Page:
SEOUL, Korea, Jan 01 (Korea Bizwire) – In today’s marketplace in which companies fight tooth and nail to gain shares by any means, companies do everything to differentiate their products and services. But they face a situation where the room for differentiation is getting narrower. According to a report by global management consulting firm Frost & Sullivan, the single best way to create business value for the past ten years has been innovation in business models.
The following examples are cases of business model innovation proven successful in hard times as compiled by LG Economic Research Institute:
ESCO Business Model: Minimize Customers’ Energy Cost
ESCO is an acronym for an energy service company or energy savings company that provides a broad range of comprehensive energy solutions including designs and implementation of energy savings projects, retrofitting, energy conservation, energy infrastructure outsourcing, power generation and energy supply, and risk management. From lighting systems to air-conditioning and heating systems, building owners have significant cost burdens. To address this problem, ESCOs offered a business model that can relieve the burden.
The service companies proposed energy-saving solutions and promised to take the risk together with the owners. When the solutions pay off, the companies could share benefits from the savings. In the past when the energy-efficient fluorescent light was first introduced, it won only lukewarm reception in the market. That was because building owners must take into account initial investment cost no matter how much savings they would get eventually.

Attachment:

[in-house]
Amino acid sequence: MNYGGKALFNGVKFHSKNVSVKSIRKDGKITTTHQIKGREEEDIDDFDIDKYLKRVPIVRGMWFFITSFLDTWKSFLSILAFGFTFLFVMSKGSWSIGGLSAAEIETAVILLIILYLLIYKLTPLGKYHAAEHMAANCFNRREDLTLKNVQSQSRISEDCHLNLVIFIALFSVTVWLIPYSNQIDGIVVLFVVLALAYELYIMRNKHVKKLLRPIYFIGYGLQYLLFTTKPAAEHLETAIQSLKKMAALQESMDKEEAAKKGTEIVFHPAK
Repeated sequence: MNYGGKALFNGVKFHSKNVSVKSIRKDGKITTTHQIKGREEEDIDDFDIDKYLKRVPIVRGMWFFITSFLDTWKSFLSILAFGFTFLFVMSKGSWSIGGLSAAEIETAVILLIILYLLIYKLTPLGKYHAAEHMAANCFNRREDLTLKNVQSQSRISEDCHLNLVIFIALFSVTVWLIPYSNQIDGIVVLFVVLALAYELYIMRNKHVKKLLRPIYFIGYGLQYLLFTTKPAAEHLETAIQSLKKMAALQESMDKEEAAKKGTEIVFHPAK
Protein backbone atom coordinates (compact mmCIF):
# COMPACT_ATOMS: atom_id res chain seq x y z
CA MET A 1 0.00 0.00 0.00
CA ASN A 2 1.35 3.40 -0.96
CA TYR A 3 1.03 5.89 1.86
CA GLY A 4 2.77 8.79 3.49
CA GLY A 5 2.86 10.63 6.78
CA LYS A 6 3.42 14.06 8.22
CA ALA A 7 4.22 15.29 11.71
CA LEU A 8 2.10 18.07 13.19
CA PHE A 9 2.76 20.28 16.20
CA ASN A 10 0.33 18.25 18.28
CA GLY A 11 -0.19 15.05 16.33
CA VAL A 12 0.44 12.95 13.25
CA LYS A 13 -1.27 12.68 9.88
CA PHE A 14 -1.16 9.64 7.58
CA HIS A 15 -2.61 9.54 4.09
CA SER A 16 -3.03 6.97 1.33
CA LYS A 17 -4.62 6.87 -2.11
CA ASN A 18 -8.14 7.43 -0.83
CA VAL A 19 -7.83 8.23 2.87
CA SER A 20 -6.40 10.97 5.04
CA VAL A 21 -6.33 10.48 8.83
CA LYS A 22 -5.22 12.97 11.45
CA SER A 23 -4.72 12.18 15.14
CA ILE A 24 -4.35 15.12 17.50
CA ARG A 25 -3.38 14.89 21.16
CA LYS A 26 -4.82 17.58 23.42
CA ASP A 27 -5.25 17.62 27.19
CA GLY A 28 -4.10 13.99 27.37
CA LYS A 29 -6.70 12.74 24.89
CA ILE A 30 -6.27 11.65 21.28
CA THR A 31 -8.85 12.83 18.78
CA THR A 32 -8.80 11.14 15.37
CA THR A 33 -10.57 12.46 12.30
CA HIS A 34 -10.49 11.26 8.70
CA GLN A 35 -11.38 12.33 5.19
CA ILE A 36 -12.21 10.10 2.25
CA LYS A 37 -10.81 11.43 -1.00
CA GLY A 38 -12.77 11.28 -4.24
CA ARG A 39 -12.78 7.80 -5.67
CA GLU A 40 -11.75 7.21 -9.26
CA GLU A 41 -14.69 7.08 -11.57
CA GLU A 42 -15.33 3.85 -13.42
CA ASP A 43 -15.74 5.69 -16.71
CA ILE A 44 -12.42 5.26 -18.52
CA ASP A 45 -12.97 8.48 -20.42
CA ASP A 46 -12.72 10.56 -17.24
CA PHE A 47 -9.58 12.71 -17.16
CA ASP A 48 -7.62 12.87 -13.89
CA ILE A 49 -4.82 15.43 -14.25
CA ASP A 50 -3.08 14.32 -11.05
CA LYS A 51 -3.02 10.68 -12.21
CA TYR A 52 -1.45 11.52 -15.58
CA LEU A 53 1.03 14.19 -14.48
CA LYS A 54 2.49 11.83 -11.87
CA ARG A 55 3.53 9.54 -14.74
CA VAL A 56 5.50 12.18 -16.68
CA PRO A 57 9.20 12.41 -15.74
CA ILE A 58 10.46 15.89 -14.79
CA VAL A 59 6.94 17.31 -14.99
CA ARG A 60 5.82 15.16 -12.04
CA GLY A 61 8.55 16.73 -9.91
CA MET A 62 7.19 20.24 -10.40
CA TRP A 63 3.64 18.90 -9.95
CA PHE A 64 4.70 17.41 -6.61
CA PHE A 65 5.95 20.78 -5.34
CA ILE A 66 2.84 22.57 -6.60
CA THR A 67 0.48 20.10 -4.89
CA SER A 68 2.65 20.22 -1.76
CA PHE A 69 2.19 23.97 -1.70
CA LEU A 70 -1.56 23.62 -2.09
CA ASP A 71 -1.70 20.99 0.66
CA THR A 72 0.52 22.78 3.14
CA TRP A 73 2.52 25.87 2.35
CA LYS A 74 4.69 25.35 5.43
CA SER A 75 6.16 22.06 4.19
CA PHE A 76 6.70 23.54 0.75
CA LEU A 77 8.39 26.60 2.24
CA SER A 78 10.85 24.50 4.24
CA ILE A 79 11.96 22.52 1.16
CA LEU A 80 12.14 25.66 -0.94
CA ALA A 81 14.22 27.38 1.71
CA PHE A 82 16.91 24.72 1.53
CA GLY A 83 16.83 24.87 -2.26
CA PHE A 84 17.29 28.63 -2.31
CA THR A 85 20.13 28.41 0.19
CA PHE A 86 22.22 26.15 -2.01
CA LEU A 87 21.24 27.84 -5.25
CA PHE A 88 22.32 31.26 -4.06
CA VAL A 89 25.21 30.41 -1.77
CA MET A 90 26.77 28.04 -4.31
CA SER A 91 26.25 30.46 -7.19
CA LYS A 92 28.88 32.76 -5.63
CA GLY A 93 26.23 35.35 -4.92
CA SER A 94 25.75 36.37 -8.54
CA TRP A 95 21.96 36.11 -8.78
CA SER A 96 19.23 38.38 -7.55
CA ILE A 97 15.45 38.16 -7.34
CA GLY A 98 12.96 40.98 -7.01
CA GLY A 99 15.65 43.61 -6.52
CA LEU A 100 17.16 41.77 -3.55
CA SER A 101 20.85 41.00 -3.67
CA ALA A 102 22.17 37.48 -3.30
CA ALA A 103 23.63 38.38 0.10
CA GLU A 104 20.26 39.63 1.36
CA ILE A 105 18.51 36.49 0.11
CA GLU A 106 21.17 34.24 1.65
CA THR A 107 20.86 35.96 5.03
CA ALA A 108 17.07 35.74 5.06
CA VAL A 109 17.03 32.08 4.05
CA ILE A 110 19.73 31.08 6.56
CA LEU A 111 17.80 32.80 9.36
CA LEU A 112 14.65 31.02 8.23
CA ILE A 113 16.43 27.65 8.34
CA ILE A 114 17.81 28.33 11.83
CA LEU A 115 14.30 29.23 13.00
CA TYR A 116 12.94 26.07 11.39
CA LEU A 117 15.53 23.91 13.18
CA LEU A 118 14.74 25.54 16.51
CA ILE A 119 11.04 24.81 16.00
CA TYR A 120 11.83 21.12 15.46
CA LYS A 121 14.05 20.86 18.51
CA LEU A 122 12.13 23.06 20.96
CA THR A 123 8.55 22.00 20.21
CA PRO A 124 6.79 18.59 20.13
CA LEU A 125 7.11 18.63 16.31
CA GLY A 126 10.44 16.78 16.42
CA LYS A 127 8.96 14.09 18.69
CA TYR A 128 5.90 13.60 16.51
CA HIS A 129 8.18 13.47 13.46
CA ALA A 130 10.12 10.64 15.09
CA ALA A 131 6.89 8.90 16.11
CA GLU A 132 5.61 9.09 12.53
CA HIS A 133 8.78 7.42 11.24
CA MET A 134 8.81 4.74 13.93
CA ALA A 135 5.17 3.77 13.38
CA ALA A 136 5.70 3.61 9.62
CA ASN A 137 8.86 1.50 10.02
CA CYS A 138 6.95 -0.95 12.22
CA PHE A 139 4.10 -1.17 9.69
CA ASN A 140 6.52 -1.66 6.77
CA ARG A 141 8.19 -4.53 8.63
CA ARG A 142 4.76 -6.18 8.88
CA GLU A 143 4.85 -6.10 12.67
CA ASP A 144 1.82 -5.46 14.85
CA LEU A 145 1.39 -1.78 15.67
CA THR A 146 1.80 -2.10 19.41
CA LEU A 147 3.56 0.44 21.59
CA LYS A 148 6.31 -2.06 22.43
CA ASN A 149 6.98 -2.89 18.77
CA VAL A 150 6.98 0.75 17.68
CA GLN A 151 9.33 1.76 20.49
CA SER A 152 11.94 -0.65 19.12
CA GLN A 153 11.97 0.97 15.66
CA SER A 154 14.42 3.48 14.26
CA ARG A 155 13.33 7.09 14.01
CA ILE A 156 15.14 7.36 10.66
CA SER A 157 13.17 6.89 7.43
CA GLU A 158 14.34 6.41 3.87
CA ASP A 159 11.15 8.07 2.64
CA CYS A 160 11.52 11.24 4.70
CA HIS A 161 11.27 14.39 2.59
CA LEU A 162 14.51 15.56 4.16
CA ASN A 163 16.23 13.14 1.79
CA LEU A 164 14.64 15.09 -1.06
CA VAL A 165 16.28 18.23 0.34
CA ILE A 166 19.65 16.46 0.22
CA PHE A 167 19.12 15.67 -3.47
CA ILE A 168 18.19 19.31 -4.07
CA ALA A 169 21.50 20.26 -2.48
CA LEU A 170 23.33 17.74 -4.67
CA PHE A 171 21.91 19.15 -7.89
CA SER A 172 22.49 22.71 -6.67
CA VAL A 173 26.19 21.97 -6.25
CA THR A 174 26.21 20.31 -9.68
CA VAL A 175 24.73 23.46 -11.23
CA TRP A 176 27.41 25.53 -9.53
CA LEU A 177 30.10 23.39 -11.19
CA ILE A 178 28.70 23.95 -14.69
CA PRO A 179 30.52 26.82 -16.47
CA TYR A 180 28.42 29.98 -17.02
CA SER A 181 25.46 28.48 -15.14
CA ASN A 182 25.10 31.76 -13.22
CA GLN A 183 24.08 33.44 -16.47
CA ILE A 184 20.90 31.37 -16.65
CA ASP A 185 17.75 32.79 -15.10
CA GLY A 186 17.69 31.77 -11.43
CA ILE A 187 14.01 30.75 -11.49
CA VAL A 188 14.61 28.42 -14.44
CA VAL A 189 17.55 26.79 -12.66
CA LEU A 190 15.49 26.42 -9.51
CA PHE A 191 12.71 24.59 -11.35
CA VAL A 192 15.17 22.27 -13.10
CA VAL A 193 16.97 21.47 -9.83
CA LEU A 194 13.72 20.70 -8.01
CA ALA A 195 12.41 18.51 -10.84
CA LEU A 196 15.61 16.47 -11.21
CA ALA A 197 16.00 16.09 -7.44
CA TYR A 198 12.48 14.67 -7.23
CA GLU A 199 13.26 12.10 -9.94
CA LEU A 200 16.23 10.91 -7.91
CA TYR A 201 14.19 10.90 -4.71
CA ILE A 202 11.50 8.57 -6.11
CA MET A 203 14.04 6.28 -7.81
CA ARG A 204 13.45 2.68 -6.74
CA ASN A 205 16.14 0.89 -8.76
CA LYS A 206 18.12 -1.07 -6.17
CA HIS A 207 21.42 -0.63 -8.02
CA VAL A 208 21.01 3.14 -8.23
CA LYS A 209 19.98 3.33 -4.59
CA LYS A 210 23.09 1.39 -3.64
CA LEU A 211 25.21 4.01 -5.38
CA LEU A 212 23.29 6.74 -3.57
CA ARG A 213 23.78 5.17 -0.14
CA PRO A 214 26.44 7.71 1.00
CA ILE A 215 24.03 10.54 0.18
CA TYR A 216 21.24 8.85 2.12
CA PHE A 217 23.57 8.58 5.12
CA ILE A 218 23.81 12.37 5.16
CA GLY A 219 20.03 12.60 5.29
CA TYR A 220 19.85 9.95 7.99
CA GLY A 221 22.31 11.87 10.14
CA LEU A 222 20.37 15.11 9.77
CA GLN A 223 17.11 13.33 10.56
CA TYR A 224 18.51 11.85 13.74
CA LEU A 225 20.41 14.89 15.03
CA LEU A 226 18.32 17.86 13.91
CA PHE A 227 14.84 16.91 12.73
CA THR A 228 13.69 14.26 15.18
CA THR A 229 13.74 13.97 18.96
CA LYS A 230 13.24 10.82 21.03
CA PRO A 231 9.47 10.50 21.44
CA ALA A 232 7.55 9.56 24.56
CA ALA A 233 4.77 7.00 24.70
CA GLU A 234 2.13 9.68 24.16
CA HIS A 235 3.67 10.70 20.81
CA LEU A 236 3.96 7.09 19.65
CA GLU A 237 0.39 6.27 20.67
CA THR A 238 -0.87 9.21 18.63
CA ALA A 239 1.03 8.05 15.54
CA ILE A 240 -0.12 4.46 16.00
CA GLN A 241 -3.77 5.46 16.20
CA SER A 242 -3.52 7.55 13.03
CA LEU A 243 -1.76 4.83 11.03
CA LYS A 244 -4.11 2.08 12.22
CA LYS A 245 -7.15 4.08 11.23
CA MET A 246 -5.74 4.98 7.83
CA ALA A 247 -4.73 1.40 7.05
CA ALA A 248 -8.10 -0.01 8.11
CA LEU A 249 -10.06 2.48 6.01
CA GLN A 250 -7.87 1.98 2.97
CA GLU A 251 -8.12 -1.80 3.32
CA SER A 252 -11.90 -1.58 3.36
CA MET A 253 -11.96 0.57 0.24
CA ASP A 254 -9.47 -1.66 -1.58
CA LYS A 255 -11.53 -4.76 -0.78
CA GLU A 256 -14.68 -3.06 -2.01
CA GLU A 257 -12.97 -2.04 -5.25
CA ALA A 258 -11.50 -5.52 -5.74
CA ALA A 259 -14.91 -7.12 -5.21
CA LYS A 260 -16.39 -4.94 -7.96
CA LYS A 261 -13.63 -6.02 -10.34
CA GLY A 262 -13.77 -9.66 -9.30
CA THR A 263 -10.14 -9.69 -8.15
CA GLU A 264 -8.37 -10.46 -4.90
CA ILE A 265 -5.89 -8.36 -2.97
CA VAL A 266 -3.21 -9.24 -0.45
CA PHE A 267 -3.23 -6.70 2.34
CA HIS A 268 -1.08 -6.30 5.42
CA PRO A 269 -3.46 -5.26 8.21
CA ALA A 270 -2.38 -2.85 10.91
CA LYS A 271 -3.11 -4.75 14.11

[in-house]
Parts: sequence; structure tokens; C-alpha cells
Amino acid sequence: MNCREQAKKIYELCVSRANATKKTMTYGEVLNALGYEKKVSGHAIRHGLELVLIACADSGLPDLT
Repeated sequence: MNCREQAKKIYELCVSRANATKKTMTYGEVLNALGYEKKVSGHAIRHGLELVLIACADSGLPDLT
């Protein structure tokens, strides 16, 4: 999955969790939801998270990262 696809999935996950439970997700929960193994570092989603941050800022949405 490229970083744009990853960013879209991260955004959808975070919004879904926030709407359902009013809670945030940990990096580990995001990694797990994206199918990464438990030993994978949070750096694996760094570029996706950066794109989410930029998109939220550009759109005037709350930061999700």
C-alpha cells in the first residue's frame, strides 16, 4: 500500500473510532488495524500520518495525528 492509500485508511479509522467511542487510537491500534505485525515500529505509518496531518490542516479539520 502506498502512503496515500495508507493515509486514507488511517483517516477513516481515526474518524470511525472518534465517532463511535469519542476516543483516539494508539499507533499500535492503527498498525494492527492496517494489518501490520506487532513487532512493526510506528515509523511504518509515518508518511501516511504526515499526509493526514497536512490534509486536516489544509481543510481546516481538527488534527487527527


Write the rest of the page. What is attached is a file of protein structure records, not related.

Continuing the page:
The ESCO-type profit-sharing scheme could increase the demand for the new energy-saving technology substantially. This is a great example that shows one can grow market demand rapidly by tweaking the business model.
Pay-as-you-go Business Model in Water Technology
Netafim, an Israeli company specializing in irrigation for agriculture and landscaping, is one of the best successful examples of the pay-as-you-go business model. Of all the water available on earth, only 0.3 percent is at the disposal of human consumption. Of this, as much as 70 percent is being used for irrigation purposes. Netafim has focused on developing the drip irrigation technology to save water consumption while maximizing crop yield.
Its revolutionary technology allows water to drip slowly to the roots of plants through a network of valves, pipes, tubing, and emitters, thereby saving significant amounts of water. Even though the technology was revolutionary, the company had a hard time to enter the market, largely due to high initial cost burdens for farmers. To address this problem, the company made an offer its agricultural customers couldn’t refuse.